The Climate of Chicago
U.S. Government Printing Office, 1893 - Chicago (Ill.) - 137 pages
With data compared to 3 other Midwest cities, and some detail on Lake Michigan, 1891 with trends
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Common terms and phrases
accompanied afternoon amount appearance August aurora barometer began blowing buildings caused Chicago Clear Cloudy cold continued Crib damage Date December direction east effect extending Fair fall feet fell fire given gives Grand Haven greatest heard heavy height Highest horizon hour inch increase Indianapolis influence January July June lake land lightning Lowest March April marked maximum Mean Michigan midnight miles Milwaukee minutes Monthly months morning nearly Night noon northeast northwest November Number observed occurred October passed places precipitation present pressure rain rainfall Rainy Range reached records relative humidity reported rising rose season seen Sept September Service shows Signal southeast southwest station storm Storm moved streamers summary TABLE temperature thunder thunderstorm tion velocity warm weather Wharf wind ΙΟ
Page 112 - ... barns, &c., were destroyed. Cattle, sheep, and timber were taken up and whirled through the pipe. Its shape was that of an hour-glass, which, at times, would separate, and its color dark black. Chicago 6th, 5.10 pm, (local time,) was visited by a tornado, accompanied by rain, thunder, and lightning, from southwest to northeast, having a swift rotary motion from right to left, bounding along like a ball ; apparently reached the ground but two or three times; was last seen near the "crib," at which...
Page 75 - It was as follows : CHICAGO, November 8, 1870 — Noon. A high wind all day yesterday at Cheyenne and Omaha. A very high wind reported this morning at Omaha. Barometer falling, with high wind at Chicago and Milwaukee to-day. Barometer rising and thermometer rising at Chicago, Detroit, Toledo, Cleveland, Buffalo, and Rochester. High winds probable along the lakes.
Page 106 - In the northern division it had reached its limits about the same time, having burnt everything that would burn, out as far as Lincoln Park, about four miles from the courthouse. The loss of life was greatest along the path of the first rush of fire ; it came so sudden and unexpected. Only those who died in the streets have been recovered. The very bones of those who were in the buildings would be burned.
Page 10 - INFLUENCE OF THE LAKE. In studying the climate of Chicago, the greatest interest at once centers upon the lake and the influence of its waters upon the temperature, rainfall, winds, clouds, etc. While it is true that the broader features of the climate are dependent upon atmospheric causes and influences taking their rise to the westward and northwestward of the city, yet these are often markedly changed by the Established.
Page 106 - ... force of a hurricane, lifting up on the north side whole burning wooden buildings and pitching them on the tops of others. The wind, blowing in all directions toward the fire, confused some people in their endeavors to escape. This also caused the fire to progress along the tops of the buildings before the wind, and along the bases against the wind. The neat was intense.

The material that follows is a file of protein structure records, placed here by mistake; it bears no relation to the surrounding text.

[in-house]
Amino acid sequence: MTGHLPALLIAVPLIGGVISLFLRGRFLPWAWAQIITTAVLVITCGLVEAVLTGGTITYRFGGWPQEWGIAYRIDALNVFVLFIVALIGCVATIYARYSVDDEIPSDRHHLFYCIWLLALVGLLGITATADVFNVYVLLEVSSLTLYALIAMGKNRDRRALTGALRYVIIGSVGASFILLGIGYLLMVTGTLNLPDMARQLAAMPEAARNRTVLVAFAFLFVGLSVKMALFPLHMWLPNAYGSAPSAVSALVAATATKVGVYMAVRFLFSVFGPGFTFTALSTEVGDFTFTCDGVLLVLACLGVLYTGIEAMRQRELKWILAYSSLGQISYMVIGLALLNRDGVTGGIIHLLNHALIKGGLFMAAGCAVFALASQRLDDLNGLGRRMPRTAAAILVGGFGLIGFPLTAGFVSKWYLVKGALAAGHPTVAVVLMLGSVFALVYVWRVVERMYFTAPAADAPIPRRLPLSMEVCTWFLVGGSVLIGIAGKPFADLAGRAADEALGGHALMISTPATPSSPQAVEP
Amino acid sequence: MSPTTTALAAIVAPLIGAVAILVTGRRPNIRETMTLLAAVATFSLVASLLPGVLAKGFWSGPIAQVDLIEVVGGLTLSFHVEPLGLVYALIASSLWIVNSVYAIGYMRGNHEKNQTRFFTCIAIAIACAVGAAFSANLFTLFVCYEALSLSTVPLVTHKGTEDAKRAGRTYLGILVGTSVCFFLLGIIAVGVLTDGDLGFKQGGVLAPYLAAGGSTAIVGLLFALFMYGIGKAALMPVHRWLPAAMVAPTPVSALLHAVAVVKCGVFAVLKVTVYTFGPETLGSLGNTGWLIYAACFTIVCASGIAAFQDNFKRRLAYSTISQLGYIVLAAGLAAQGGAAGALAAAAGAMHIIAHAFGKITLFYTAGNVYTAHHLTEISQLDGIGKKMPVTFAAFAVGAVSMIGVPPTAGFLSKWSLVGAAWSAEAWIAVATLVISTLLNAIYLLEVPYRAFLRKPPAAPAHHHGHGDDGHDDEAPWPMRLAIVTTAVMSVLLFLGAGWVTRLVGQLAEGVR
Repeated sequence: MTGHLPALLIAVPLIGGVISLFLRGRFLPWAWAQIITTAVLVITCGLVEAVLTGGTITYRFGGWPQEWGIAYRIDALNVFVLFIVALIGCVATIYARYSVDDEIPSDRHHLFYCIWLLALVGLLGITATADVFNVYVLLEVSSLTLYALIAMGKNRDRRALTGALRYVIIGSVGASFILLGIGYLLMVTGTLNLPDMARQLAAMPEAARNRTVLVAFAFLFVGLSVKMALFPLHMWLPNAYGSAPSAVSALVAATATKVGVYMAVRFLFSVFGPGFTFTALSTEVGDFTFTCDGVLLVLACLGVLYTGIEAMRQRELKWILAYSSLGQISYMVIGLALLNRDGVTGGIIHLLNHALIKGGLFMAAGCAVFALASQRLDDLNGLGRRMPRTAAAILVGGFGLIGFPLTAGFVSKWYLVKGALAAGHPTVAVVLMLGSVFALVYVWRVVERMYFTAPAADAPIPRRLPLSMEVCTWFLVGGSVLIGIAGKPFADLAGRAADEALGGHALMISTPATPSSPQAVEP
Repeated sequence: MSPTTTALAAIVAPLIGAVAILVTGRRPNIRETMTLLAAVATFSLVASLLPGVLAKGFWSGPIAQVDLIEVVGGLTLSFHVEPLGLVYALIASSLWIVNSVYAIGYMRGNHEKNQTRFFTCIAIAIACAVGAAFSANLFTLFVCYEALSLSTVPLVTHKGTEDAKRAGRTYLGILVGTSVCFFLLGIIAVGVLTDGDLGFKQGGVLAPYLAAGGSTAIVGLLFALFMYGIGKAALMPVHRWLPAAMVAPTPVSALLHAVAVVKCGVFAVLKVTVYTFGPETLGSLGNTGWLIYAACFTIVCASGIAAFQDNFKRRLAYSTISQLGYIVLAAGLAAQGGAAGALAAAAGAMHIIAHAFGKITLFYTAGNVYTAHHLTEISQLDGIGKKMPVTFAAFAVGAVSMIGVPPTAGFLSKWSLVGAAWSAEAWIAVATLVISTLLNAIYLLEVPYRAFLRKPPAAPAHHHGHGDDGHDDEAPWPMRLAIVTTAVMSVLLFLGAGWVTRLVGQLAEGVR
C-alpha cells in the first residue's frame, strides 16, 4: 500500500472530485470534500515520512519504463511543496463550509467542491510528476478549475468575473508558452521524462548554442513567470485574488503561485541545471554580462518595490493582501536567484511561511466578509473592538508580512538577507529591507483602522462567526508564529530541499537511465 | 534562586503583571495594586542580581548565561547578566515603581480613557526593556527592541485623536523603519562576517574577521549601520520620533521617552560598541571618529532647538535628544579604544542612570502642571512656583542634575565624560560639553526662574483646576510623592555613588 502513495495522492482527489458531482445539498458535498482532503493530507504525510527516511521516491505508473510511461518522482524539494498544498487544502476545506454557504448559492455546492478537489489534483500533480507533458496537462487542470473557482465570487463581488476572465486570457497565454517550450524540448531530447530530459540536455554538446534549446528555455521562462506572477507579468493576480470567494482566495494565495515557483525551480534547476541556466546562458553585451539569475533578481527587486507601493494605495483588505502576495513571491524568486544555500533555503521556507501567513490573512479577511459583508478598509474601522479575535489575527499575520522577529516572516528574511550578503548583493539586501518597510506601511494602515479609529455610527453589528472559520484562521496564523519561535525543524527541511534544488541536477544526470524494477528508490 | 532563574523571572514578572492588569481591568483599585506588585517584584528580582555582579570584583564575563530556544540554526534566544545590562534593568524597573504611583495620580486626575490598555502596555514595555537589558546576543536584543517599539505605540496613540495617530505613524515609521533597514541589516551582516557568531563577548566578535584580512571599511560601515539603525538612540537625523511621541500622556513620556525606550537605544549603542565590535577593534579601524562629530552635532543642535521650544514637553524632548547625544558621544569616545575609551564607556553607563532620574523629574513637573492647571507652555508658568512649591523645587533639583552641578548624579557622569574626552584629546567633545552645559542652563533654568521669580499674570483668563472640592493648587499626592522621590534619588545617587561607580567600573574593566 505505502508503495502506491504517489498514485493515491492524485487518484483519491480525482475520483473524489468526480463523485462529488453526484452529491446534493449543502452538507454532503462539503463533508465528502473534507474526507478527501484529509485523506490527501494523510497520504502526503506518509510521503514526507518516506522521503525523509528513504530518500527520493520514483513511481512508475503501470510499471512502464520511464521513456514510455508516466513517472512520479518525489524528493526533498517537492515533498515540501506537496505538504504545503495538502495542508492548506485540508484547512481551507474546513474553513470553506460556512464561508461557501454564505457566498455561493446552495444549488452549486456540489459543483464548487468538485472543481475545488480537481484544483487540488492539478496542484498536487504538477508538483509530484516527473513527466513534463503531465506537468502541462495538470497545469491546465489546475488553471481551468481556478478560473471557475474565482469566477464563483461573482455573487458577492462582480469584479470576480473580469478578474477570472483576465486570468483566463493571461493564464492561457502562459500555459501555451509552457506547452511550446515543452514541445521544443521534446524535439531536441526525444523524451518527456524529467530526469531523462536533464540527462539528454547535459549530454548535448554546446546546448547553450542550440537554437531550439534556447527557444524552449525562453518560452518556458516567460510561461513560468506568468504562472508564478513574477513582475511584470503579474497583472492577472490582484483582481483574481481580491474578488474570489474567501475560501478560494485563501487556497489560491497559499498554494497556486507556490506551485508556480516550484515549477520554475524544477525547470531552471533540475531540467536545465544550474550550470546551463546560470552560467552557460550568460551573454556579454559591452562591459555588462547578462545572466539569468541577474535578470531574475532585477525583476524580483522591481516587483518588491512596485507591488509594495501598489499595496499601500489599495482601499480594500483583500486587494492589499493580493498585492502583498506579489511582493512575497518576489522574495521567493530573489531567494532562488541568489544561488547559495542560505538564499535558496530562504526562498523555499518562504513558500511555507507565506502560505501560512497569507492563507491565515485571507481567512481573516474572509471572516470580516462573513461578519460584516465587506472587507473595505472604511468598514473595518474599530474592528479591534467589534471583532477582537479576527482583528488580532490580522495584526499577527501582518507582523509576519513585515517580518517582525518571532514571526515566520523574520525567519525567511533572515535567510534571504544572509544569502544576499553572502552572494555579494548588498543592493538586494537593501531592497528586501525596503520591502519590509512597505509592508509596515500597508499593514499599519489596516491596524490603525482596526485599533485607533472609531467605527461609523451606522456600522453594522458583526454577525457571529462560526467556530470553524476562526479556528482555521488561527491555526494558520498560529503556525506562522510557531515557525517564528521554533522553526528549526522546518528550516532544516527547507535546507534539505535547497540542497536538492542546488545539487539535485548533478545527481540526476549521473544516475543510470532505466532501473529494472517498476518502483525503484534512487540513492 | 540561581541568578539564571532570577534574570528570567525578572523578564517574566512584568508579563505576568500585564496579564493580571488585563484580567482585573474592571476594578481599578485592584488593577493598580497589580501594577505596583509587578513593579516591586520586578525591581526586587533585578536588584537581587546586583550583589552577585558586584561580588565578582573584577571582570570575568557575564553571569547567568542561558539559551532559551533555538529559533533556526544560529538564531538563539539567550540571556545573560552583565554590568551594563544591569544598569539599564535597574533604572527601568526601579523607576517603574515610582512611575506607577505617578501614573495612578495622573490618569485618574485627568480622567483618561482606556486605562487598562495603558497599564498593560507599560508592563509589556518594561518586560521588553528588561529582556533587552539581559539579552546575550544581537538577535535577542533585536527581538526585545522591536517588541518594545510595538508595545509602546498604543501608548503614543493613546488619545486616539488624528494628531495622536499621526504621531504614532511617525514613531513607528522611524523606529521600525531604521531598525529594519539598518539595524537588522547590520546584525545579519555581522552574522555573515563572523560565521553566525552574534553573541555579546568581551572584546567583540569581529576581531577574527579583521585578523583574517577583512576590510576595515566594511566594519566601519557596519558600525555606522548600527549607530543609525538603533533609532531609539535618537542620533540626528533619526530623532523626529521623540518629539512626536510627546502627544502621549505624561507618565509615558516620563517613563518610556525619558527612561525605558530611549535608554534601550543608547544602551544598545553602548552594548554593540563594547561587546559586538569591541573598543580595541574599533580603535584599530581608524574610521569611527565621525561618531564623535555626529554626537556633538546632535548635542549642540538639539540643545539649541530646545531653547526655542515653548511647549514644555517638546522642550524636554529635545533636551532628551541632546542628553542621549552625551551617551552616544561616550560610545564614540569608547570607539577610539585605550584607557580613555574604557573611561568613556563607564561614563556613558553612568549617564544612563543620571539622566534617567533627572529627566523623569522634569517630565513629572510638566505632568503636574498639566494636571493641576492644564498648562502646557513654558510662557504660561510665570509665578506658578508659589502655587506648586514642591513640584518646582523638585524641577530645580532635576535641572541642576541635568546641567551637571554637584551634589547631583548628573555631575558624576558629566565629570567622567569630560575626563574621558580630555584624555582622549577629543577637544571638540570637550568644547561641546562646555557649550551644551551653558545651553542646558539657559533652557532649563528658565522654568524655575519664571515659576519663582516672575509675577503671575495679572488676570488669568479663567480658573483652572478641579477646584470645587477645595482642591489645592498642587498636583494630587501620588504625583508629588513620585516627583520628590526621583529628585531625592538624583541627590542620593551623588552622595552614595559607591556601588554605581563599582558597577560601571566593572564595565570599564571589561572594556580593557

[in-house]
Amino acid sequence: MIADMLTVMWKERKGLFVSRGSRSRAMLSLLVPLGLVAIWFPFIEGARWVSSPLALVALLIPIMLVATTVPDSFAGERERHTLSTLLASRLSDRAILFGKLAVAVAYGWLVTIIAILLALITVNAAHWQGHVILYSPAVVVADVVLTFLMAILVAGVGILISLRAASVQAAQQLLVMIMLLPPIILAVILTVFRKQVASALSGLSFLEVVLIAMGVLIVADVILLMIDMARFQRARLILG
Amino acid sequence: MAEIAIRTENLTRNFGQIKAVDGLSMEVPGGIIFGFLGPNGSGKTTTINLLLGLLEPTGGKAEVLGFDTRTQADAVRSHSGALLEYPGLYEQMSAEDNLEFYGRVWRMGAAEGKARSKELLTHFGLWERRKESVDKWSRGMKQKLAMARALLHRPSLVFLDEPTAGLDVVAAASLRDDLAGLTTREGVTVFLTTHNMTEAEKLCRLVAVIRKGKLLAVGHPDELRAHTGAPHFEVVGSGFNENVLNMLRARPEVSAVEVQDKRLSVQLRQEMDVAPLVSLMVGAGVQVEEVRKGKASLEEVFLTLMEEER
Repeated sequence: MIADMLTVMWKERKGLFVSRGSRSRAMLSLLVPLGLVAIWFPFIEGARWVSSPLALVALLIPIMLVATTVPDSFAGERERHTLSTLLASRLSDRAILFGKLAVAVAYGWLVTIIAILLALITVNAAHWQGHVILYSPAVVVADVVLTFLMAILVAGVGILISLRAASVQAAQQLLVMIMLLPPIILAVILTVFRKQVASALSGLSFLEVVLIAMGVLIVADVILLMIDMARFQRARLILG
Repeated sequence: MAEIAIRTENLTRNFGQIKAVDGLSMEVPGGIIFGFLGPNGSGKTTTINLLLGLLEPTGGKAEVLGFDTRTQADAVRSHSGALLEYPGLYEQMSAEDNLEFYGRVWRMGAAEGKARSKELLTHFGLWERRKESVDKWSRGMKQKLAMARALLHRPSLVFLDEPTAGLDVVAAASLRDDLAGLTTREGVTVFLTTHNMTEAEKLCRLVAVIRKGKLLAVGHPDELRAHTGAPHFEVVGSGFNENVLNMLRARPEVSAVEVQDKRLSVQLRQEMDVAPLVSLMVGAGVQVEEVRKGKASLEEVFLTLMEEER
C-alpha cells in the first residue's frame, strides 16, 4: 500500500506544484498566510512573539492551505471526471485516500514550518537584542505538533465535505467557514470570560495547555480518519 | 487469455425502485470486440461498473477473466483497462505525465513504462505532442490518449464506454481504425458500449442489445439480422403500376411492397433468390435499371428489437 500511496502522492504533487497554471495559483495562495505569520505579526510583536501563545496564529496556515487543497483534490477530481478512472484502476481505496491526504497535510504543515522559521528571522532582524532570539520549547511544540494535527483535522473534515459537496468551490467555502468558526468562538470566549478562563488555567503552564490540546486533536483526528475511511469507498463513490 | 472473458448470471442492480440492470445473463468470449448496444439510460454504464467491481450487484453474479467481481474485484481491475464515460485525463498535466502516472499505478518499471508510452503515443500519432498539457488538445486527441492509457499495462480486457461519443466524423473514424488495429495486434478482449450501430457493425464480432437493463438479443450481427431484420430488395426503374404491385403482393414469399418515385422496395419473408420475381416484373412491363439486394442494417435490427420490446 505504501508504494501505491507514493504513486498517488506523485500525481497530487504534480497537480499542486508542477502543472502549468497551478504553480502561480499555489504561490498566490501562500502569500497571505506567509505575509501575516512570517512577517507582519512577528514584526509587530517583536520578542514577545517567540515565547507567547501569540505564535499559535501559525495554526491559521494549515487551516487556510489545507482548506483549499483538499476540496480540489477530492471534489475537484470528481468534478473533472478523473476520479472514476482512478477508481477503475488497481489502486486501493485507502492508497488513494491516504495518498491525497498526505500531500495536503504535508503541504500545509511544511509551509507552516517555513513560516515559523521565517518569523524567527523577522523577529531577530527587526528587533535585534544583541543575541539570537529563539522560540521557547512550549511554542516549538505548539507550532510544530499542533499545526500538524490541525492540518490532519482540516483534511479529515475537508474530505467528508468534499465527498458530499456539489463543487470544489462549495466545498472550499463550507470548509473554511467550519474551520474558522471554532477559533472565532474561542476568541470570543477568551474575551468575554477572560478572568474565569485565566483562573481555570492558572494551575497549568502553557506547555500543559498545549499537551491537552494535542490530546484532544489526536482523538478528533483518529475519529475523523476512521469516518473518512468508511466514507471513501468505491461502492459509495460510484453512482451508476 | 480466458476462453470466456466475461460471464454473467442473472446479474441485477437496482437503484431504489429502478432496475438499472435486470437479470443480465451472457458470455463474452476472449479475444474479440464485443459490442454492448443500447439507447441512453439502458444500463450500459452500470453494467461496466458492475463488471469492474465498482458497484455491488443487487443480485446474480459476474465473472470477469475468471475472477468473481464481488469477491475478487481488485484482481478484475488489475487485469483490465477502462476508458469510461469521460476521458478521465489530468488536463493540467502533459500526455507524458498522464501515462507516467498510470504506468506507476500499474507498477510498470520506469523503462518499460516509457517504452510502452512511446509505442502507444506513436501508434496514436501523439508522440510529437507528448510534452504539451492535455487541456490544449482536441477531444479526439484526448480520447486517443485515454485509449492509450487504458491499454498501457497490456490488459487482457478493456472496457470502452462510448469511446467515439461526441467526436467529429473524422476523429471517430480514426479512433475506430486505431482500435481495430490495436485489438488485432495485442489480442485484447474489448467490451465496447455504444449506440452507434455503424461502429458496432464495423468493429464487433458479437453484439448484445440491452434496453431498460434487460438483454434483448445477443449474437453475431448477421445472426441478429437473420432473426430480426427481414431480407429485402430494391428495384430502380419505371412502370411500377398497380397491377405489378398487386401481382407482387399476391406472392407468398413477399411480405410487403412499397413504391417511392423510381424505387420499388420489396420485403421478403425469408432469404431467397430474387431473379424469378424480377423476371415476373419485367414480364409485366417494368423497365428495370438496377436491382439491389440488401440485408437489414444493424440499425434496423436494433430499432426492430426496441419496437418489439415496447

Page 106 - ... them, they would all at once burst into a blaze. To talk of fireproof buildings in the midst of such a furnace is absurd. Steel was melted in innumerable cases, and stones and brick were burned to powder. The firemen at first endeavored to check the fire in front. As soon as the fire had gathered in force this was not even to be thought of; not a single drop of water could reach the fire. The wind swept it aloft ; besides, the firemen had to look out.
Page 106 - ... of immense piles of lumber which lay along the river. This was done about 3 am Monday. The efforts of the firemen, lamed for want of water, were ably seconded by gunpowder in the forenoon in the southern division. The same agent had been employed to check the northward progress of the fire, but in vain. Toward noon the further progress of the fire southward was thus checked. In the northern division it had reached its limits about the same time, having burnt everything that would burn, out as...
Page 106 - ... to the wind. The fire ate in behind them, and they had to run. I saw several engines, before the water stopped, doing nothing. At length they saw what they could do, and confined themselves to that. Letting the fire have free scope to the north and east, they endeavored to prevent it from spreading south against the wind. In this they succeeded, cutting it off just as it was preparing to lay hold of immense piles of lumber which lay along the river. This was done about 3 am Monday.
Page 36 - ... years is taken as the first mean, for January 2, as the second, and so on. The mean of successive 5 days has been projected in Fig. 11. The mean for the year is 48.6°, and this comes on April 23 and October 24, that is, during 181 days the temperature is below the mean, and for 184 it is above. The highest temperature occurs 'on July 14, and the lowest January 21, so that for 174 days the temperature is rising and during 191 it is falling. Perhaps the most interesting point in Fig. 11 is the...
Page 112 - At 9. 10 pm the city was visited by a violent tornado, which, though lasting but from two to three minutes, did damage in and about the city estimated at $250,000. The course of the tornado was from southwest to northeast, having a swift rotary motion from right to left, bounding along like a ball in its full force, apparently reaching the ground but two or three times. The last seen of it was on the lake in the vicinity of the "crib," at which place it demolished the fog bell and tower. It was also...